As Episcopalians and Anglicans wait to see if their fractious global fellowship will splinter or hold together in a long-running conflict over homosexuality and the Bible, other denominations are watching nervously.
The same or related issues are roiling many denominations, especially such mainline Protestant churches as Evangelical Lutherans, Presbyterians and Methodists. And many church leaders and scholars predict that the way these questions play out in the Episcopal Church and the worldwide Anglican Communion will hold lessons for them all.
“The struggle going on inside the Anglican Communion. . . is not peculiar to Anglicanism,” Sister Joan Chittister, a Roman Catholic nun, wrote in a recent column in the National Catholic Reporter newspaper. “The issue is in the air we breathe. The Anglicans simply got there earlier than most.”
Conservative Judaism has debated the issue as well, but the conflict is especially pronounced among Protestant churches. Said John C. Green, senior fellow at the Pew Forum on Religion & Public Life: “They know it’s going to happen to them too.”
Across faith groups, the controversies revolve broadly around homosexuality: whether to allow openly gay and lesbian clergy or bishops and whether to provide official recognition to the unions of same-sex couples. But fundamentally, the debate involves questions of scriptural interpretation and whether the Bible’s teachings are to be seen as unchanging or in cultural and historical context.
The issues are not new. In many American Protestant denominations, the dispute has been simmering for about 30 years, longer than the same groups’ now largely resolved disagreements over ordination for women.
But in recent years, vocal minorities on both ends of the theological spectrum — religious traditionalists on one side, gay religious groups and supporters on the other — have become less inclined to search for middle ground.
Gay and gay-friendly pastors have been tried in church courts, and breakaway parishes and parent churches have fought legal battles over property. The national conventions of several denominations have taken up the topic again and again.
“On both sides of the question, there’s really no willingness at this point to compromise,” said the Rev. Jay Johnson, professor of theology at the Pacific School of Religion in Berkeley and senior research director at its Center for Lesbian and Gay Studies in Religion and Ministry. “This isn’t something that’s negotiable.”
At the center of the storm is the Episcopal Church. With 2.3 million members, the church is dwarfed by many other U.S. denominations, but its wealth and political prominence — one in four U.S. presidents has been Episcopalian — have long given it an outsized influence in the life of the nation.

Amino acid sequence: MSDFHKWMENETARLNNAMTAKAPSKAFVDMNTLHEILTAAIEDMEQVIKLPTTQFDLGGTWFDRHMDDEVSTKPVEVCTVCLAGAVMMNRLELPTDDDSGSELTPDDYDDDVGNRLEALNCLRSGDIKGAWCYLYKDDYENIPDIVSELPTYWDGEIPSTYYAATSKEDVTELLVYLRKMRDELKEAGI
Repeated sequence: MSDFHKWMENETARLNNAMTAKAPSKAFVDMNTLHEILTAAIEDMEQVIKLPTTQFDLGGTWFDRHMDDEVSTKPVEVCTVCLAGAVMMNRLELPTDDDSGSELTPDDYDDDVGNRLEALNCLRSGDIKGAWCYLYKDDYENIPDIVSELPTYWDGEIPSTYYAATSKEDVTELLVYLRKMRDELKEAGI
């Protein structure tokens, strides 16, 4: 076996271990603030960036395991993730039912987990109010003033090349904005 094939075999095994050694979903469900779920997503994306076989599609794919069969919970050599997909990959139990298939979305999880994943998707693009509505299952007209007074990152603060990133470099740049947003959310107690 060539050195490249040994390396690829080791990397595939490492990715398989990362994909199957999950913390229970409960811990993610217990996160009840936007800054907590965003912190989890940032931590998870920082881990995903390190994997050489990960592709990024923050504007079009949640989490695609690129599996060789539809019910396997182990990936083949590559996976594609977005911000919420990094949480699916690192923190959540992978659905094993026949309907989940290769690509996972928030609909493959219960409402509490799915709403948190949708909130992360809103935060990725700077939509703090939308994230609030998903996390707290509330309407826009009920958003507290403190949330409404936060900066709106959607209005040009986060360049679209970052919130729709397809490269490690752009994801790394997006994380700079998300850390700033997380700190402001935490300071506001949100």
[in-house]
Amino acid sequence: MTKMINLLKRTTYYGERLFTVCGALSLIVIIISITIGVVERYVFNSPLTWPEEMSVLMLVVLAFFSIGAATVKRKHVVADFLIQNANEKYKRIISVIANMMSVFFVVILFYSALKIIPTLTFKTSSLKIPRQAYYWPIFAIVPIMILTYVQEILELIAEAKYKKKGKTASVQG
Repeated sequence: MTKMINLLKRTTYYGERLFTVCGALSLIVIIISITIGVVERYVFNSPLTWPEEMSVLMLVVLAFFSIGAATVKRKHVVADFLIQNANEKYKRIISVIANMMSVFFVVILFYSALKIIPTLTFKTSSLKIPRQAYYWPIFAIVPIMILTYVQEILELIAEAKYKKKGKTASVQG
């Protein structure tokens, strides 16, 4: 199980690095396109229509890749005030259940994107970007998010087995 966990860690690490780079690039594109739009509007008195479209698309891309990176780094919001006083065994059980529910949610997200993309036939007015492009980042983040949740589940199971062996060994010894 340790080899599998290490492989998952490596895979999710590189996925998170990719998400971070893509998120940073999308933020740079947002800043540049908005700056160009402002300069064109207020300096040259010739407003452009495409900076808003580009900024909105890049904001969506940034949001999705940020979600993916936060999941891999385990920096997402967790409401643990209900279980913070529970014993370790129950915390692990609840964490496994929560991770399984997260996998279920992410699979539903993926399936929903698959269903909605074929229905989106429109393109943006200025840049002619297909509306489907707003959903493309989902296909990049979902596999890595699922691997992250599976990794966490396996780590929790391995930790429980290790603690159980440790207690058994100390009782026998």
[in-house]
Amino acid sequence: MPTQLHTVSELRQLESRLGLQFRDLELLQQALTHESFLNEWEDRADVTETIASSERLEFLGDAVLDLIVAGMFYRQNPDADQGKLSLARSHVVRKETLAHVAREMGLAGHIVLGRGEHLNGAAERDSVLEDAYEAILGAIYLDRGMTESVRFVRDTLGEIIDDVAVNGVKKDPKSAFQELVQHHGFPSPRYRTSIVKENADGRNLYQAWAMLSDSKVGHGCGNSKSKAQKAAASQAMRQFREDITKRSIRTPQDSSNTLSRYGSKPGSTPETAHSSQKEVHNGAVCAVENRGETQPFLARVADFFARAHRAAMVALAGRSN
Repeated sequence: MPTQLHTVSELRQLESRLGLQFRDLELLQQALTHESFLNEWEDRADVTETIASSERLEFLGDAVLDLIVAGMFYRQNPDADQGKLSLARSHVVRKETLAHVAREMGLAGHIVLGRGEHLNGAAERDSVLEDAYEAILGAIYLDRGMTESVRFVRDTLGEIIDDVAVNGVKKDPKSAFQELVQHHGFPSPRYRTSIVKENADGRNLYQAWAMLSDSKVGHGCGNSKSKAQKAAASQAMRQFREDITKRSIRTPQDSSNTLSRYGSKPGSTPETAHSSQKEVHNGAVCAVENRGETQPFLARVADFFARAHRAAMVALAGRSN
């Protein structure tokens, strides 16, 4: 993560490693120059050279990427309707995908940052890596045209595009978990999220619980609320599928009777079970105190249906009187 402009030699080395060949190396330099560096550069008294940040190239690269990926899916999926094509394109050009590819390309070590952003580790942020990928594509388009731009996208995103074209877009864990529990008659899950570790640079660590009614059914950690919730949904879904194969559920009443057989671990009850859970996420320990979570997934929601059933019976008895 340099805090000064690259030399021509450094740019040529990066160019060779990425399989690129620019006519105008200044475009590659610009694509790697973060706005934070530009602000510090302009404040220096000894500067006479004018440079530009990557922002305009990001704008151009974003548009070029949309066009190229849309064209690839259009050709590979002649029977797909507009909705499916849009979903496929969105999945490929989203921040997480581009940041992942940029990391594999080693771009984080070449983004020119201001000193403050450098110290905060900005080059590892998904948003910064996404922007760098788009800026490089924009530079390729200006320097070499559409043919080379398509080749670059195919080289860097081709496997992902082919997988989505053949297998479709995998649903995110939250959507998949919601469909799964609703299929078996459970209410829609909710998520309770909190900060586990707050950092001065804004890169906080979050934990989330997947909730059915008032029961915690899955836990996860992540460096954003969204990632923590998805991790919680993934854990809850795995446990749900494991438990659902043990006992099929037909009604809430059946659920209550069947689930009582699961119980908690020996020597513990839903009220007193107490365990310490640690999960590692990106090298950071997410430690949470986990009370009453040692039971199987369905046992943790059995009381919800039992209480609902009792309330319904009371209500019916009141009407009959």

The church is the U.S. branch of the Anglican Communion, a 77-million-member fellowship that is the world’s third-largest Christian denomination. Theological conservatives are a minority in the Episcopal Church, but a large and growing majority among Anglicans worldwide.
The conflict between liberal and conservative church members in the U.S. and abroad escalated in 2003, when the Episcopal Church consecrated an openly gay priest, V. Gene Robinson, as bishop of New Hampshire. Tensions increased last year when the American church elected a woman, Katharine Jefferts Schori, as presiding bishop.
In February, the communion’s top leaders, known as primates, gave the Episcopal Church what many considered an ultimatum: to state clearly, by Sept. 30, that it would stop consecrating openly gay bishops and bar official blessings of same-sex couples.
At a meeting in New Orleans just before the deadline, Episcopal bishops crafted a careful statement, trying, several said later, to ease the primates’ concerns and remain true to the Episcopal Church’s long-held policy of inclusion for gays and lesbians.
In the end, the bishops essentially agreed to think twice before consecrating additional gay bishops, saying they would exercise restraint in such decisions. They also promised, for now, not to approve an official prayer service for blessing gay couples.
In an open letter sent Tuesday to the church’s gay and lesbian members, Robinson described the church as being “not of one mind, but struggling to be of one heart.”
Alluding to the human toll exacted by the continuing debate, he also asked gay and lesbian church members to pray for him in “this painful meantime.”
Also this month, an advisory panel to Archbishop of Canterbury Rowan Williams, the communion’s spiritual leader, said the Episcopal bishops had met the primates’ requirements. Williams has asked the primates, leaders of the communion’s 38 national and regional churches, to respond by the end of the month.
Yet dissident Anglican traditionalists in the United States have moved ahead with plans to create an alternative to the Episcopal Church. Leaders representing more than a dozen conservative groups met in Pittsburgh in September and announced that they would eventually seek recognition as the true Anglican representative in North America.
Many conservatives say it is the Episcopal Church and its liberal leaders that have departed from traditional Anglicanism.
“We’ve not left,” said Bishop Martyn Minns, who leads one network of dissident U.S. parishes and attended the Pittsburgh meeting. “They’ve left us. They’ve embraced new teaching, a new understanding of biblical authority, the role of Christ in the church.”
Many of those who took part in Pittsburgh have aligned themselves with conservative Anglican bishops overseas, including the archbishop of Nigeria, Peter Akinola, and of Uganda, Henry Luke Orombi.